This June 4 aerial photo, provided by the Washington State Department of Ecology, shows scattered and burned oil tank cars after a train derailed near Mosier, Oregon. (Washington State Dept. of Ecology via AP, file)

This June 4 aerial photo, provided by the Washington State Department of Ecology, shows scattered and burned oil tank cars after a train derailed near Mosier, Oregon. (Washington State Dept. of Ecology via AP, file)

Railroad agrees to changes after fiery Oregon derailment

By Matthew Brown

Associated Press

BILLINGS, Mont. — The nation’s largest freight railroad has agreed to more thorough inspections and maintenance improvements after a fiery oil train derailment in Oregon and the discovery of more than 800 potential safety violations across its sprawling network.

Details on the agreement between the Federal Railroad Administration and Union Pacific were obtained by The Associated Press.

Sixteen tank cars from a Union Pacific train hauling North Dakota crude through the Columbia River Gorge derailed in early June along a curve in the tracks near Mosier, Oregon. The accident sparked a massive fire that burned for 14 hours and prompted the evacuation of nearby areas.

No one was injured. But federal officials said the railroad wasn’t following its own inspection rules to ensure the track was safe. A closer examination of the tracks would have caught a series of broken bolts that allowed the rails to move too far apart where the accident occurred, officials said.

The investigation into the accident is continuing.

The more than 800 potential violations against Union Pacific were found as part of a two-year examination of tracks across the U.S. used to haul crude. The violations include some of the same lax inspection problems blamed in the Mosier derailment, federal officials said. Enforcement actions against the company have not been finalized.

Spokeswoman Calli Hite says Union Pacific is committed to making its lines safer and has fixed the problems identified by the government as potential violations. She characterized the agreement disclosed Friday as the result of a collaborative effort with federal railroad officials.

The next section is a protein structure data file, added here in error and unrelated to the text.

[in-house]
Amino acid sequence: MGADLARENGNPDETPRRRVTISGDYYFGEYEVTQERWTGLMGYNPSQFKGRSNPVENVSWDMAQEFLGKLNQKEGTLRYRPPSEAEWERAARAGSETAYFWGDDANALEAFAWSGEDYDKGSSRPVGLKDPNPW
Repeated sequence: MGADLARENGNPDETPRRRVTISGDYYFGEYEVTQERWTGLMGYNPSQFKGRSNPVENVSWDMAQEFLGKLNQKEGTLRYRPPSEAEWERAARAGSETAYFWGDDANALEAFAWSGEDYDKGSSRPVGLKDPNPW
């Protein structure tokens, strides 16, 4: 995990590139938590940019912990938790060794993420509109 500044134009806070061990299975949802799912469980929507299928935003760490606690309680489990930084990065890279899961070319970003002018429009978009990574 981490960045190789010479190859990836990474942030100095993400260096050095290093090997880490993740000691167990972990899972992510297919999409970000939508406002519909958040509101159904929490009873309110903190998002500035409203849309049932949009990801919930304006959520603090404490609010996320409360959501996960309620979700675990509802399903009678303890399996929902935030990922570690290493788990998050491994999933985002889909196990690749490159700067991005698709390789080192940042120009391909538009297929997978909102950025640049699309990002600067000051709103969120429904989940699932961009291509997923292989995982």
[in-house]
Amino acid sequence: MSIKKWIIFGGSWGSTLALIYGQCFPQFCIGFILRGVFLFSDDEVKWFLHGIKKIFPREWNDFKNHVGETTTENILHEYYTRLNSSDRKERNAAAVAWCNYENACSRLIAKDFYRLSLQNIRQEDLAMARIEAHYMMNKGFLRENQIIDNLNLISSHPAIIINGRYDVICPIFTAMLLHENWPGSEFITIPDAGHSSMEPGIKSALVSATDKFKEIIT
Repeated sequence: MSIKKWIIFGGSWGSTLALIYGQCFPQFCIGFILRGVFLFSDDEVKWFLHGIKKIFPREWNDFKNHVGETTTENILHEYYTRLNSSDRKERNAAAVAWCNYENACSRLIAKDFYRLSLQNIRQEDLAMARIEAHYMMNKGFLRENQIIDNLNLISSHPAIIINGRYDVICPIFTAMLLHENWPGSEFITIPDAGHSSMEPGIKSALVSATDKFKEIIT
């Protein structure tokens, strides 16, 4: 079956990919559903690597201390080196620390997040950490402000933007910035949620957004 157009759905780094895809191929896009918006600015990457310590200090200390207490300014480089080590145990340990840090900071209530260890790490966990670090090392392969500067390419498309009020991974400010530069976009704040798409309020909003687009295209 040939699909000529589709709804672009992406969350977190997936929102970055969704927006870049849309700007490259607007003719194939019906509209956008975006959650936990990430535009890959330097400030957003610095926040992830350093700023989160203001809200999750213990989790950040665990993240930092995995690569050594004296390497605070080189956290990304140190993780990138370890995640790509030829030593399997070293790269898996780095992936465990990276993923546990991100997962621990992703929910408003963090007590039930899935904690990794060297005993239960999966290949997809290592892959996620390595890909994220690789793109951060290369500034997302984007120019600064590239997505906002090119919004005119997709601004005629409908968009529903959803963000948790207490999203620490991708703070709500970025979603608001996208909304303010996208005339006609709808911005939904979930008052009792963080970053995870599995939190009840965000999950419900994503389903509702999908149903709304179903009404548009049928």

“All of the issues, the 800 that were noted, have been addressed,” she said. “We did everything as soon as we talked to them and knew we needed to do it.”

Federal Railroad Administrator Sarah Feinberg said the agreement raises the bar on safety.

“This compliance agreement requires Union Pacific to go above and beyond existing regulations,” she said.

The oil industry has become heavily reliant on trains in recent years because of limited pipeline capacity in the booming oil patch of the Northern Plains and the oil sands region of western Canada.

Omaha, Nebraska-based Union Pacific operates more than 32,000 miles of track across 23 states.

The safety measures included in the agreement with the FRA will apply to all track used to haul oil and other hazardous liquids, passengers, explosives, radioactive materials and poisonous gases.

They include an inventory of all curves in the track that are three degrees or greater across that network and walking inspections every 120 days on tracks that have the type of bolts involved in the Mosier accident. Those inspections have to occur every 30 days in that part of the network that includes the Columbia River Gorge.

Previously, Union Pacific said it would voluntarily take some of the same steps within the gorge, a designated national scenic area popular with boaters and windsurfers along the Oregon-Washington border.

At least 27 oil trains have been involved in major derailments, fires or oil spills in the United States and Canada in the past decade, according to an AP analysis of accident records. The trains travel through more than 400 counties across the U.S. to reach refineries on the West, East and Gulf coasts, according to the AP analysis.

A 2013 derailment killed 47 people when a runaway oil train from North Dakota jumped the tracks and exploded in Lac-Megantic, Quebec.

Damage from that accident has been estimated at $1.2 billion or higher.

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